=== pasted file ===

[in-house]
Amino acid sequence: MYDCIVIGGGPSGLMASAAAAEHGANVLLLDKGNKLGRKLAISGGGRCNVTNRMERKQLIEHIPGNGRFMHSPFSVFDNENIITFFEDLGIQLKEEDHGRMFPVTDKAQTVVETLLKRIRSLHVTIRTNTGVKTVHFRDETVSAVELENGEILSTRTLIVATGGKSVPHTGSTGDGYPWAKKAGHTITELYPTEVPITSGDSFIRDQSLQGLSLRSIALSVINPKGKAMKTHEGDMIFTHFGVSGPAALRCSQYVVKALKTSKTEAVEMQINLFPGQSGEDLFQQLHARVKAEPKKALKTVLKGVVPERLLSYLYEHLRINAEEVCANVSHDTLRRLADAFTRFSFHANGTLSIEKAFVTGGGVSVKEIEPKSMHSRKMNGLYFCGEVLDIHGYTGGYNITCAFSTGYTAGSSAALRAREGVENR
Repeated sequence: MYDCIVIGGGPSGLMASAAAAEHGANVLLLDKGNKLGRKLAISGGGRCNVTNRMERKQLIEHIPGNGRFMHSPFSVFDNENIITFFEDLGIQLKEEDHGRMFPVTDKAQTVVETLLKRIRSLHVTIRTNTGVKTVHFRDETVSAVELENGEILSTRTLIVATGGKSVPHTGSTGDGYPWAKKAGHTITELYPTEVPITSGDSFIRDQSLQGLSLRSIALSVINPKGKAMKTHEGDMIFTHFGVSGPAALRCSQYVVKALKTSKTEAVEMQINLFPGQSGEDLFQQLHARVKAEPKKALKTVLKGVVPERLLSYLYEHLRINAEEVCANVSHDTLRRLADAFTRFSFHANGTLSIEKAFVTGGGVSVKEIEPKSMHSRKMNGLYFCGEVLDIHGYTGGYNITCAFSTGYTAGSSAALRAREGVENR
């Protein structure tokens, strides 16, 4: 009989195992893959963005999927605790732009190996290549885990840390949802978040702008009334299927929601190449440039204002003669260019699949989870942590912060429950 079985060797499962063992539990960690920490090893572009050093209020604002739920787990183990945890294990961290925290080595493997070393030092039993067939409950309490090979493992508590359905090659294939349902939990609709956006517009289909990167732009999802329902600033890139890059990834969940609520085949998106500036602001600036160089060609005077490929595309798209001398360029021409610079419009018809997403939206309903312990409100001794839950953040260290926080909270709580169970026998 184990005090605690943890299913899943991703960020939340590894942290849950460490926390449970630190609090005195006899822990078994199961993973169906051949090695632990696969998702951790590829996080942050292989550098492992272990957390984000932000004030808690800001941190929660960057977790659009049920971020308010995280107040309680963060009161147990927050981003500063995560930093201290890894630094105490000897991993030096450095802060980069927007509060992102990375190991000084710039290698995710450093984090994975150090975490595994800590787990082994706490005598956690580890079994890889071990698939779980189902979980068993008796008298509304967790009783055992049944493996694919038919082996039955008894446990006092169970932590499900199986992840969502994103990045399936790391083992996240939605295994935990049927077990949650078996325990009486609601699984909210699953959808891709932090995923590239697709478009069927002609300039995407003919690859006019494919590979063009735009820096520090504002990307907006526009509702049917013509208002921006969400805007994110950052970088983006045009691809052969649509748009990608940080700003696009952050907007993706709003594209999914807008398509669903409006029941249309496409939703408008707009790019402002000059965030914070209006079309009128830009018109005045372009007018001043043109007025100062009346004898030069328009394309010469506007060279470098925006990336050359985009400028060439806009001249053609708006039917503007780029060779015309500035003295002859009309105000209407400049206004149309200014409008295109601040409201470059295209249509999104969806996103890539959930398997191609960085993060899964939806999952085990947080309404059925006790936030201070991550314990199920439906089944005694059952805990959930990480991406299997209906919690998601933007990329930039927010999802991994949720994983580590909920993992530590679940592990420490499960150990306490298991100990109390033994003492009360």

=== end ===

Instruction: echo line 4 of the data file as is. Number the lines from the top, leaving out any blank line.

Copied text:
């Protein structure tokens, strides 16, 4: 009989195992893959963005999927605790732009190996290549885990840390949802978040702008009334299927929601190449440039204002003669260019699949989870942590912060429950 079985060797499962063992539990960690920490090893572009050093209020604002739920787990183990945890294990961290925290080595493997070393030092039993067939409950309490090979493992508590359905090659294939349902939990609709956006517009289909990167732009999802329902600033890139890059990834969940609520085949998106500036602001600036160089060609005077490929595309798209001398360029021409610079419009018809997403939206309903312990409100001794839950953040260290926080909270709580169970026998 184990005090605690943890299913899943991703960020939340590894942290849950460490926390449970630190609090005195006899822990078994199961993973169906051949090695632990696969998702951790590829996080942050292989550098492992272990957390984000932000004030808690800001941190929660960057977790659009049920971020308010995280107040309680963060009161147990927050981003500063995560930093201290890894630094105490000897991993030096450095802060980069927007509060992102990375190991000084710039290698995710450093984090994975150090975490595994800590787990082994706490005598956690580890079994890889071990698939779980189902979980068993008796008298509304967790009783055992049944493996694919038919082996039955008894446990006092169970932590499900199986992840969502994103990045399936790391083992996240939605295994935990049927077990949650078996325990009486609601699984909210699953959808891709932090995923590239697709478009069927002609300039995407003919690859006019494919590979063009735009820096520090504002990307907006526009509702049917013509208002921006969400805007994110950052970088983006045009691809052969649509748009990608940080700003696009952050907007993706709003594209999914807008398509669903409006029941249309496409939703408008707009790019402002000059965030914070209006079309009128830009018109005045372009007018001043043109007025100062009346004898030069328009394309010469506007060279470098925006990336050359985009400028060439806009001249053609708006039917503007780029060779015309500035003295002859009309105000209407400049206004149309200014409008295109601040409201470059295209249509999104969806996103890539959930398997191609960085993060899964939806999952085990947080309404059925006790936030201070991550314990199920439906089944005694059952805990959930990480991406299997209906919690998601933007990329930039927010999802991994949720994983580590909920993992530590679940592990420490499960150990306490298991100990109390033994003492009360």